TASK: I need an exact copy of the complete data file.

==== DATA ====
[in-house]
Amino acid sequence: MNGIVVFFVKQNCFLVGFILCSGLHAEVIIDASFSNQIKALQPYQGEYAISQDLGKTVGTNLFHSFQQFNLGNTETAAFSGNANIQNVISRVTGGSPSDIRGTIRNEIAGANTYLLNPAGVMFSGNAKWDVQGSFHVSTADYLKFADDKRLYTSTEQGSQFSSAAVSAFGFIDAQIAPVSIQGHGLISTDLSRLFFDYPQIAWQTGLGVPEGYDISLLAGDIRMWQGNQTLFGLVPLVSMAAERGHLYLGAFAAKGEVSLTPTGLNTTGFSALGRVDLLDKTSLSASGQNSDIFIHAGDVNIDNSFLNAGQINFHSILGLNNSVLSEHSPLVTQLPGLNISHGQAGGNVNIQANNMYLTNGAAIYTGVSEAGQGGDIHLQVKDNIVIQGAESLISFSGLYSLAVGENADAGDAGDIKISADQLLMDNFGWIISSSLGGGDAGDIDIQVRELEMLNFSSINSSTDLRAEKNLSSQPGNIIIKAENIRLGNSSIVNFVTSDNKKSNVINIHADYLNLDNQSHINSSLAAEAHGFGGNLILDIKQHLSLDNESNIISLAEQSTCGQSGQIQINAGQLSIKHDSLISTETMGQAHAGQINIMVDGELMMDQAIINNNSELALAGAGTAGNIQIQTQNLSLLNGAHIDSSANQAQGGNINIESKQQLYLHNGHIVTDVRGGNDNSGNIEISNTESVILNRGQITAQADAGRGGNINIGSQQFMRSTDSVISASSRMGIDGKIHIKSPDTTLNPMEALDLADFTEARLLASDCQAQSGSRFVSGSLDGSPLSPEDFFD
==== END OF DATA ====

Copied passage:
[in-house]
Amino acid sequence: MNGIVVFFVKQNCFLVGFILCSGLHAEVIIDASFSNQIKALQPYQGEYAISQDLGKTVGTNLFHSFQQFNLGNTETAAFSGNANIQNVISRVTGGSPSDIRGTIRNEIAGANTYLLNPAGVMFSGNAKWDVQGSFHVSTADYLKFADDKRLYTSTEQGSQFSSAAVSAFGFIDAQIAPVSIQGHGLISTDLSRLFFDYPQIAWQTGLGVPEGYDISLLAGDIRMWQGNQTLFGLVPLVSMAAERGHLYLGAFAAKGEVSLTPTGLNTTGFSALGRVDLLDKTSLSASGQNSDIFIHAGDVNIDNSFLNAGQINFHSILGLNNSVLSEHSPLVTQLPGLNISHGQAGGNVNIQANNMYLTNGAAIYTGVSEAGQGGDIHLQVKDNIVIQGAESLISFSGLYSLAVGENADAGDAGDIKISADQLLMDNFGWIISSSLGGGDAGDIDIQVRELEMLNFSSINSSTDLRAEKNLSSQPGNIIIKAENIRLGNSSIVNFVTSDNKKSNVINIHADYLNLDNQSHINSSLAAEAHGFGGNLILDIKQHLSLDNESNIISLAEQSTCGQSGQIQINAGQLSIKHDSLISTETMGQAHAGQINIMVDGELMMDQAIINNNSELALAGAGTAGNIQIQTQNLSLLNGAHIDSSANQAQGGNINIESKQQLYLHNGHIVTDVRGGNDNSGNIEISNTESVILNRGQITAQADAGRGGNINIGSQQFMRSTDSVISASSRMGIDGKIHIKSPDTTLNPMEALDLADFTEARLLASDCQAQSGSRFVSGSLDGSPLSPEDFFD